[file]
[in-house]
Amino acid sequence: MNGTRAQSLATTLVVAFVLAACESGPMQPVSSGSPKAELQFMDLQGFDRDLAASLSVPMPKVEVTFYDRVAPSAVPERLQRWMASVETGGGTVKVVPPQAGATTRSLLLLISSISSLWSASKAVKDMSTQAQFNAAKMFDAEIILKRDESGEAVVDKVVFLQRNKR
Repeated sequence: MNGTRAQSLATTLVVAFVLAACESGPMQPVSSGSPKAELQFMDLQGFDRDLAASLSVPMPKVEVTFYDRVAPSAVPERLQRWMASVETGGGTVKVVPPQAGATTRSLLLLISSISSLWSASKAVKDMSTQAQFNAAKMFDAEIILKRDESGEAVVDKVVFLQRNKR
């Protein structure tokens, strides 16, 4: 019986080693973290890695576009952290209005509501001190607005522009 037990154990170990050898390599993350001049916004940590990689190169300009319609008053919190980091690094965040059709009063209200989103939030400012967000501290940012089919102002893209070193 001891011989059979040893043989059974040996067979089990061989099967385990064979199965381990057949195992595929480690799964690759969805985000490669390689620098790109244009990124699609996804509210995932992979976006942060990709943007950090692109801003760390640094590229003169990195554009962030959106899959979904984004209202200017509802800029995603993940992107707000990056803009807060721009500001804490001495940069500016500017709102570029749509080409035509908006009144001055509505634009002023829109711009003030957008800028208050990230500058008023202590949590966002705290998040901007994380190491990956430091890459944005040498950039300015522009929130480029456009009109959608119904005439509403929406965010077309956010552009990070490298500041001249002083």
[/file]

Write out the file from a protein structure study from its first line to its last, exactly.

[in-house]
Amino acid sequence: MNGTRAQSLATTLVVAFVLAACESGPMQPVSSGSPKAELQFMDLQGFDRDLAASLSVPMPKVEVTFYDRVAPSAVPERLQRWMASVETGGGTVKVVPPQAGATTRSLLLLISSISSLWSASKAVKDMSTQAQFNAAKMFDAEIILKRDESGEAVVDKVVFLQRNKR
Repeated sequence: MNGTRAQSLATTLVVAFVLAACESGPMQPVSSGSPKAELQFMDLQGFDRDLAASLSVPMPKVEVTFYDRVAPSAVPERLQRWMASVETGGGTVKVVPPQAGATTRSLLLLISSISSLWSASKAVKDMSTQAQFNAAKMFDAEIILKRDESGEAVVDKVVFLQRNKR
């Protein structure tokens, strides 16, 4: 019986080693973290890695576009952290209005509501001190607005522009 037990154990170990050898390599993350001049916004940590990689190169300009319609008053919190980091690094965040059709009063209200989103939030400012967000501290940012089919102002893209070193 001891011989059979040893043989059974040996067979089990061989099967385990064979199965381990057949195992595929480690799964690759969805985000490669390689620098790109244009990124699609996804509210995932992979976006942060990709943007950090692109801003760390640094590229003169990195554009962030959106899959979904984004209202200017509802800029995603993940992107707000990056803009807060721009500001804490001495940069500016500017709102570029749509080409035509908006009144001055509505634009002023829109711009003030957008800028208050990230500058008023202590949590966002705290998040901007994380190491990956430091890459944005040498950039300015522009929130480029456009009109959608119904005439509403929406965010077309956010552009990070490298500041001249002083």